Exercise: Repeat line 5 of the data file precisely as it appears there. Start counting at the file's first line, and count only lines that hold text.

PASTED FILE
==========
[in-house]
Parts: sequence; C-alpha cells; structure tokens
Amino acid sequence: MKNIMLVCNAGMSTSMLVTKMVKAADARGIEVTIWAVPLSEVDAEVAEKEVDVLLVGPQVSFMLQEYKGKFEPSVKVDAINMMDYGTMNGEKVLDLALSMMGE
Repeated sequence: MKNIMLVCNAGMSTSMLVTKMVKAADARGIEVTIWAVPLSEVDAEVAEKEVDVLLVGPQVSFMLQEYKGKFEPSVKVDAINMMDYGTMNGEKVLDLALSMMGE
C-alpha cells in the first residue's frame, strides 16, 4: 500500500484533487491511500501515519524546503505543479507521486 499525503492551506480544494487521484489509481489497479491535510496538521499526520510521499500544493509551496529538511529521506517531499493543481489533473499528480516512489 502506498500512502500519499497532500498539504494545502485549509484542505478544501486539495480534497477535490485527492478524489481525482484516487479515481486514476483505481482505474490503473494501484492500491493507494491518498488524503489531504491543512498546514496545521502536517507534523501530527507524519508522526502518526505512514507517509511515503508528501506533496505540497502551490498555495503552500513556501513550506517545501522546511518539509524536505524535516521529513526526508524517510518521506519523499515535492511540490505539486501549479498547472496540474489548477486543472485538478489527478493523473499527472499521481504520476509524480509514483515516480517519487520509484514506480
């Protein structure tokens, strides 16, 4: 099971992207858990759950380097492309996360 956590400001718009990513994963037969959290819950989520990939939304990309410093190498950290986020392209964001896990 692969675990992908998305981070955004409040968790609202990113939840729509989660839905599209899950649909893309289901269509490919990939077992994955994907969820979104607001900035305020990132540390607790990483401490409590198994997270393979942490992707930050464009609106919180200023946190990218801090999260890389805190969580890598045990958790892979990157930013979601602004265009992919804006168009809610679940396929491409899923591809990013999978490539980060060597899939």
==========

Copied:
C-alpha cells in the first residue's frame, strides 16, 4: 500500500484533487491511500501515519524546503505543479507521486 499525503492551506480544494487521484489509481489497479491535510496538521499526520510521499500544493509551496529538511529521506517531499493543481489533473499528480516512489 502506498500512502500519499497532500498539504494545502485549509484542505478544501486539495480534497477535490485527492478524489481525482484516487479515481486514476483505481482505474490503473494501484492500491493507494491518498488524503489531504491543512498546514496545521502536517507534523501530527507524519508522526502518526505512514507517509511515503508528501506533496505540497502551490498555495503552500513556501513550506517545501522546511518539509524536505524535516521529513526526508524517510518521506519523499515535492511540490505539486501549479498547472496540474489548477486543472485538478489527478493523473499527472499521481504520476509524480509514483515516480517519487520509484514506480